Casting bread upon the waters

Budapest, in Hungary, takes its water seriously: its innovative approach to water management goes from wastewater treatment to civic engagement.

  • Location: Budapest, Hungary
  • Population: 1.7 million
  • Theme: Water and wastewater management
  • Places visited: South-Pest Wastewater Treatment Plant, Danube riverbank, Nehru Park

If there is a common denominator that represents Budapest, that is the Danube river. While crossing 10 countries in total, its connection towards Budapest is undeniable. Thus, the capital of Hungary is, in a big way, its link with these waters. No wonder that that relation has translated into a long tradition and extensive knowledge in water related issues, as well as into a highly developed water infrastructure and water management expertise. Nevertheless, water pollution is still a considerable problem here, having pushed the country to establish stringent legal regimes and solid institutional frameworks in water and sanitation management to safeguard the liquid resource.

Organica Water Inc. upgraded the water and wastewater treatment of the South-Pest Wastewater treatment Plant with its Food Chain Reactor solution. Photo: Viktória Selmeczy.

In Budapest, around 500.000 m3 of wastewaters are generated on a daily basis. The main sources of this contamination come from industrial and agricultural activities, but also from societal use. In the meantime, the traditional wastewater treatments have stood as large, centralised facilities, with the added aspect of the strong odours they tend to produce. That is why they have also been constantly built outside of populated areas, thus needing massive infrastructure requirements and much higher water treatment costs. This was the case, too, of the South-Pest Wastewater treatment Plant. But since 2009, Organica Water Inc. came by with its novel Food Chain Reactor (FCR) solution, meant to act as an upgrade to the treatment plant.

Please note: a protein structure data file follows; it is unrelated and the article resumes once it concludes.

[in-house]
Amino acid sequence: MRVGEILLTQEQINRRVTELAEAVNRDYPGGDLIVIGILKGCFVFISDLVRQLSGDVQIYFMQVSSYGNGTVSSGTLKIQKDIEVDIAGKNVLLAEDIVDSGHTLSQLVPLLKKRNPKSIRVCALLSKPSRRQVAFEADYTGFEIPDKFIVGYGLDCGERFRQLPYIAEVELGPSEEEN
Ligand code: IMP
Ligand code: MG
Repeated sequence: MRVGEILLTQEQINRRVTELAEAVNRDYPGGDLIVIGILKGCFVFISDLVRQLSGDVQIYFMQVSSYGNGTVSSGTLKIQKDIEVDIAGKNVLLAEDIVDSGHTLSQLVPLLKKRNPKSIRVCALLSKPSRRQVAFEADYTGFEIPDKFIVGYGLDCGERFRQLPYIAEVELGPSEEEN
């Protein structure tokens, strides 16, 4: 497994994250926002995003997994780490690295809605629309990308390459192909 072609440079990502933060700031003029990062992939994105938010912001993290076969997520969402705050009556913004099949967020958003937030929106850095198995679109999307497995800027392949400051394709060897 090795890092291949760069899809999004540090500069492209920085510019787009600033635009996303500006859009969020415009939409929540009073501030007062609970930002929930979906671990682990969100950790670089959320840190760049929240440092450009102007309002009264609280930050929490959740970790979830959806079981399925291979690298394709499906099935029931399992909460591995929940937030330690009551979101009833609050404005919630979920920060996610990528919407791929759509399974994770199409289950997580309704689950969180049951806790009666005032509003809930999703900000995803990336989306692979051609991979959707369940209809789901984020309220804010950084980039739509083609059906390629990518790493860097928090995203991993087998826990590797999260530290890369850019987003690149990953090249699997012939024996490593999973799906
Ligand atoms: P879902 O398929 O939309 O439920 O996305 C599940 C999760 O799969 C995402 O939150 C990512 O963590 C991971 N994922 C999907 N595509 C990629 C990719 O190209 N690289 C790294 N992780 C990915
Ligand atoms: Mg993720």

The FCR facility is a type of Fixed-Film Activated Sludge system using both natural (i.e. plant roots) and engineered (i.e. a biofibre inspired by root structures) media to allow for the growth of a robust and healthy biomass that effectively gobbles up the incoming load in the effluent. By means of their roots, the plants not only provide a huge amount of surface area, but they also complete the food chain that exists in the biological reactors, thereby enabling a diverse ecologic and resilient biofilm that is able to handle a higher amount of fluctuations in influent quality and quantity — compared to conventional suspended or attached growth systems.

Fixed-Film systems are based on the Activated Sludge process, whereby micro-organisms and bacteria consume the contaminants in wastewater. Organica’s FCR has drastically improved this process by leveraging a fixed-bed biofilm that grows on both natural and engineered root structures in a cascading reactor design, allowing a much greater quantity and diversity of organisms to thrive in the same physical space.

Organica’s FCR solution uses natural and engineered media to effectively gobble up the incoming load in the effluent. Photo: Viktória Selmeczy.